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News For and About Kids

Key: Meeting M      Journal J      Funder F

Showing releases 1101-1110 out of 1111.

<< < 106 | 107 | 108 | 109 | 110 | 111 | 112 > >>

Public Release: 4-Feb-2005
Bayou blues: Working to save the US from the worst potential oil, gas and fishing crisis
An impending crisis that could have a detrimental impact on the oil and gas infrastructure and fishing industry in the United States is leading scientists to investigate how to stop rapid deterioration and to start restoring marsh land in Louisiana's southern coastal wetlands-which are losing a piece of land the size of a football field every 35 minutes. All of this is part of an international expedition with the JASON Foundation for Education.
JASON Foundation for Education

Contact: Jennifer Walsh
JASON Foundation for Education

Public Release: 3-Feb-2005
Older people get the big picture faster, and they are less inhibited
The long-held belief that older people perform slower and worse than younger people has been proven wrong. In a study published today in Neuron, psychologists from McMaster University discovered that the ageing process actually improves certain abilities: Older people appear to be better and faster at grasping the big picture than their younger counterparts.
Canadian Institutes of Health Research, Natural Sciences and Engineering Research Council of Canada, Canada Foundation for Innovation, Ontario Innovation Trust, Canada Research Chairs

Contact: Jane Christmas
905-525-9140 x27988
McMaster University

Public Release: 2-Feb-2005
Tobacco Control
Smoking hurts wealth as well as health, study suggests
Maybe packs of cigarettes should come with a new warning: "Smoking is hazardous to your wealth." A new study suggests that typical non-smokers' net worth is roughly 50 percent higher than that of light smokers and about twice the level of that of heavy smokers.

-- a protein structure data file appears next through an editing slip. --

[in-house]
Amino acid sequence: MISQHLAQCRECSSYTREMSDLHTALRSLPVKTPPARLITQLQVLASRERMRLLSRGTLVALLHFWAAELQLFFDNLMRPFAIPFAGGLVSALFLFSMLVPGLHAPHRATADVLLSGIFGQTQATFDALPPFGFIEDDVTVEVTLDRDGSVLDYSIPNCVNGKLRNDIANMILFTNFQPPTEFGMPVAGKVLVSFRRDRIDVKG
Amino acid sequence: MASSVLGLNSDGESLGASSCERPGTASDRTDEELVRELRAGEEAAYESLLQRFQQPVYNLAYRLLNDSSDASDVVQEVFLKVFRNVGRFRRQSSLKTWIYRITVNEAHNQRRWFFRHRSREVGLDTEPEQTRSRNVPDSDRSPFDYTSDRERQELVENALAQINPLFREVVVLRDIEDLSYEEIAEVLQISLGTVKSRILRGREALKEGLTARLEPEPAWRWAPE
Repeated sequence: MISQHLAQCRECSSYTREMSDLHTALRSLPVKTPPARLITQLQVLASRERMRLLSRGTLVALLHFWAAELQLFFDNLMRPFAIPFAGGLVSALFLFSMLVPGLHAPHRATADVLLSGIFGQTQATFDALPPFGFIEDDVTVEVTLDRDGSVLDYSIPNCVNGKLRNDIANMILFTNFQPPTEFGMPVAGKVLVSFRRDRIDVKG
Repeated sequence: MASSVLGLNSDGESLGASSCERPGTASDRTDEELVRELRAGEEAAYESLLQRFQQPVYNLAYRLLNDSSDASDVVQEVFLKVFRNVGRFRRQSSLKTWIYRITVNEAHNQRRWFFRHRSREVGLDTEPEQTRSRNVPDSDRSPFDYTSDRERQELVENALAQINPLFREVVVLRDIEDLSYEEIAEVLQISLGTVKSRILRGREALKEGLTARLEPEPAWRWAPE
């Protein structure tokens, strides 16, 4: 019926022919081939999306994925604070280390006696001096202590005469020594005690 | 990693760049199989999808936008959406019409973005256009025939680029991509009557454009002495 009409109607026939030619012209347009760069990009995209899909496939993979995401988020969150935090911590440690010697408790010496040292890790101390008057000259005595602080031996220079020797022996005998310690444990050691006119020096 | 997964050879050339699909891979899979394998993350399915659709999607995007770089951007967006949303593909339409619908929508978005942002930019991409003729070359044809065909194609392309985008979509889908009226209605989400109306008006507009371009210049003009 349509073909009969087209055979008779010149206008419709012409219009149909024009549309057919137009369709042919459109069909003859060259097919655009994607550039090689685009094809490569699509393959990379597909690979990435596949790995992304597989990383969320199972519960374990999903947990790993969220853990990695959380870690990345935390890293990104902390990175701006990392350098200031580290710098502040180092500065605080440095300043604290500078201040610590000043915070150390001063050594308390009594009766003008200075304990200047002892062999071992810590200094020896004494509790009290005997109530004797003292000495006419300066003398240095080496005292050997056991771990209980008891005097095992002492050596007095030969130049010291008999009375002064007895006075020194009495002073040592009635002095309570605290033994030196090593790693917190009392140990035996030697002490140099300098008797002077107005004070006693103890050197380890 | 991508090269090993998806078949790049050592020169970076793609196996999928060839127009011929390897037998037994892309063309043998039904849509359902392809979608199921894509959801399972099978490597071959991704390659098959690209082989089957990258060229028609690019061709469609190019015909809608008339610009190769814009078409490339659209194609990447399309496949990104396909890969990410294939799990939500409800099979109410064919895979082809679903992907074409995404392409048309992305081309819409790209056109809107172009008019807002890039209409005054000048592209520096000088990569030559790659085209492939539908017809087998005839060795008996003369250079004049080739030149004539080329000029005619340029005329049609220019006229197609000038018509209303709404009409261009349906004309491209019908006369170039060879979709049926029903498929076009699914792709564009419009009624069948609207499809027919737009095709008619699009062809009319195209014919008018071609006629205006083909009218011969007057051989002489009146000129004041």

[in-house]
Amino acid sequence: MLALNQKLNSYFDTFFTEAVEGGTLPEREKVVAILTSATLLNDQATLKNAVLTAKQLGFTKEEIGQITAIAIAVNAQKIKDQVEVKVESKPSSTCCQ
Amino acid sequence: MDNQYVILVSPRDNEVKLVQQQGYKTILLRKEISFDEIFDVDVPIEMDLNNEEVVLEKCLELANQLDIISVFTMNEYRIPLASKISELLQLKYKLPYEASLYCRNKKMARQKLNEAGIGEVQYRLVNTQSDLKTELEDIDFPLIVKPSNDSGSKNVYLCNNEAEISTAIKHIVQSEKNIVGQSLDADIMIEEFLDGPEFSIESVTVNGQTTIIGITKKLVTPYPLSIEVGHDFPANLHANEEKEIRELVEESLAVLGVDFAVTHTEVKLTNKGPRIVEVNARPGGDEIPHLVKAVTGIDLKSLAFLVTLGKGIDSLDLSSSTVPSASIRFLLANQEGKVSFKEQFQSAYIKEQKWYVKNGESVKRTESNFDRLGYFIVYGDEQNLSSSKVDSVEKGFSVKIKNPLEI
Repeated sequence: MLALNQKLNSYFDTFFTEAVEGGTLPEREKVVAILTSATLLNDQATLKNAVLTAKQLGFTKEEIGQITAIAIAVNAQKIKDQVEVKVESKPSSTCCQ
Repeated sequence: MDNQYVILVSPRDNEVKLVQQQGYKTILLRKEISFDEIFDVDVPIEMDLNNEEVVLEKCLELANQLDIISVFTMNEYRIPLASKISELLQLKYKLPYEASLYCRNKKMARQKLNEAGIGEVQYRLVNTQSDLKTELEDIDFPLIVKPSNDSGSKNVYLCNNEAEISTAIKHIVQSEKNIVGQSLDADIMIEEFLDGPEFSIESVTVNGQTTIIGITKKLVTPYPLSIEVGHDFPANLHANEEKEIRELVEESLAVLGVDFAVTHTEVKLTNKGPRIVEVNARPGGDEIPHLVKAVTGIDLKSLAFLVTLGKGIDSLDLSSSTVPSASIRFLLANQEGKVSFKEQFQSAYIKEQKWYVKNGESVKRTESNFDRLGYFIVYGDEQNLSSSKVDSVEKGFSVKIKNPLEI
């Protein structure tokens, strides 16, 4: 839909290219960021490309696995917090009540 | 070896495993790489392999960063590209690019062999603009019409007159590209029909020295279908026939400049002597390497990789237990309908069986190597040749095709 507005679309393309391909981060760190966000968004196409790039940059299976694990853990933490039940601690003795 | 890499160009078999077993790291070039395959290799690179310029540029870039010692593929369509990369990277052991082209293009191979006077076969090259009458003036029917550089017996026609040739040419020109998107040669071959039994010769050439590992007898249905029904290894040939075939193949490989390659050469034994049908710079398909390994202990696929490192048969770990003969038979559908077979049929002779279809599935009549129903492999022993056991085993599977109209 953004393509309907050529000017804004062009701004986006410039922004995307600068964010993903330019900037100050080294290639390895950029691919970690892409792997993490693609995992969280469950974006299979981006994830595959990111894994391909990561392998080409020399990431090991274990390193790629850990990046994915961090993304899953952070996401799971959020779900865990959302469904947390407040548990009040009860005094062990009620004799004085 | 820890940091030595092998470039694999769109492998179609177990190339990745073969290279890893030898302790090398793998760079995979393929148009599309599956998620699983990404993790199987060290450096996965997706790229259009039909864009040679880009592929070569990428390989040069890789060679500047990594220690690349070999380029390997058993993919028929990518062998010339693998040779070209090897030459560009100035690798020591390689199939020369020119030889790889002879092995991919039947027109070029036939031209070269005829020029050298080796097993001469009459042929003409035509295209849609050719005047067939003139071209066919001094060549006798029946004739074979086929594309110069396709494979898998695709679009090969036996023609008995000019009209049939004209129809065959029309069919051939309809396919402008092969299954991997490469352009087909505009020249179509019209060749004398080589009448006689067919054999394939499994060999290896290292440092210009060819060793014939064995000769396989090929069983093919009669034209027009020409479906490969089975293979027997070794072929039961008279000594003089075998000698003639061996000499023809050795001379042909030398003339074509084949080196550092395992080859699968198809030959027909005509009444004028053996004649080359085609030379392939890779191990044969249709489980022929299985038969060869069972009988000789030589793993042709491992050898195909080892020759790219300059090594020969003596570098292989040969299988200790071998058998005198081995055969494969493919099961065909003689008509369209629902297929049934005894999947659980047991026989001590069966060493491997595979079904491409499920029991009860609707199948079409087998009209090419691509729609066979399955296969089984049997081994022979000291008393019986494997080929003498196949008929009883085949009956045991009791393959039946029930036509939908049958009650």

Contact: Jay Zagorsky
Ohio State University

Public Release: 2-Feb-2005
New technology could make TV more exciting
Live TV outside broadcasts that combine real action and computer-generated images could become possible for the first time, thanks to camera navigation technology now under development.

Contact: Natasha Richardson
Engineering and Physical Sciences Research Council

Public Release: 2-Feb-2005
The birth of galaxies and stars
Experts at Cardiff University, UK, are designing and building highly sophisticated equipment, which will travel deep into space to enable scientists to look back in time to observe the formation of galaxies and stars. A team in the School of Physics and Astronomy is heading an international consortium to produce a three-colour camera and spectrometer, which will be launched aboard the Herschel Space Observatory.

Contact: Dr Peter Hargrave
Cardiff University

Public Release: 2-Feb-2005
Astronomers find part of universe's missing matter
Found: 7 percent of the mass of the universe. Missing since: 10 billion years ago. Consider one more astronomical mystery solved. Scientists have located a sizeable chunk of the universe that seemed to be missing since back when the stars first formed. It's floating in super-hot rivers of gas, invisible to the naked eye, surrounding galaxies like our own.

Contact: Smita Mathur
Ohio State University

Public Release: 2-Feb-2005
Lost and found: X-ray telescope locates missing matter
NASATMs Chandra X-ray Observatory has discovered two huge intergalactic clouds of diffuse hot gas. These clouds are the best evidence yet that a vast cosmic web of hot gas contains the long-sought missing matter - about half of the atoms and ions in the Universe.

Contact: Megan Watzke
Chandra X-ray Center

Public Release: 2-Feb-2005
Wisconsin scientists find portal to show animals evolve
University of Wisconsin-Madison discovery provides critical evidence of how animals evolve new features to improve their chances of reproductive success and survival.

Contact: Sean B. Carroll
University of Wisconsin-Madison

Public Release: 2-Feb-2005
Marsh-dwelling mole gives new meaning to the term 'fast food'
A study published in the Feb. 3 issue of "Nature" reveals that the mysterious star-nosed mole has moves that can put the best magician to shame: The energetic burrower can detect small prey animals and gulp them down with a speed that is literally too fast for the human eye to follow.
National Science Foundation

Contact: David F. Salisbury
Vanderbilt University

Public Release: 1-Feb-2005
Ancient statue of Hermes fitted for earthquake protection
The world-renowned statue Hermes with the Infant Dionysos has been equipped with innovative seismic protective devices that will help the 7-foot-high marble statue of the Greek god withstand powerful earthquakes. The protective devices were custom made for the statue based on analysis and tests conducted at the University at Buffalo's earthquake engineering laboratory.

Contact: Ellen Goldbaum
716-645-5000 x1415
University at Buffalo

Showing releases 1101-1110 out of 1111.

<< < 106 | 107 | 108 | 109 | 110 | 111 | 112 > >>


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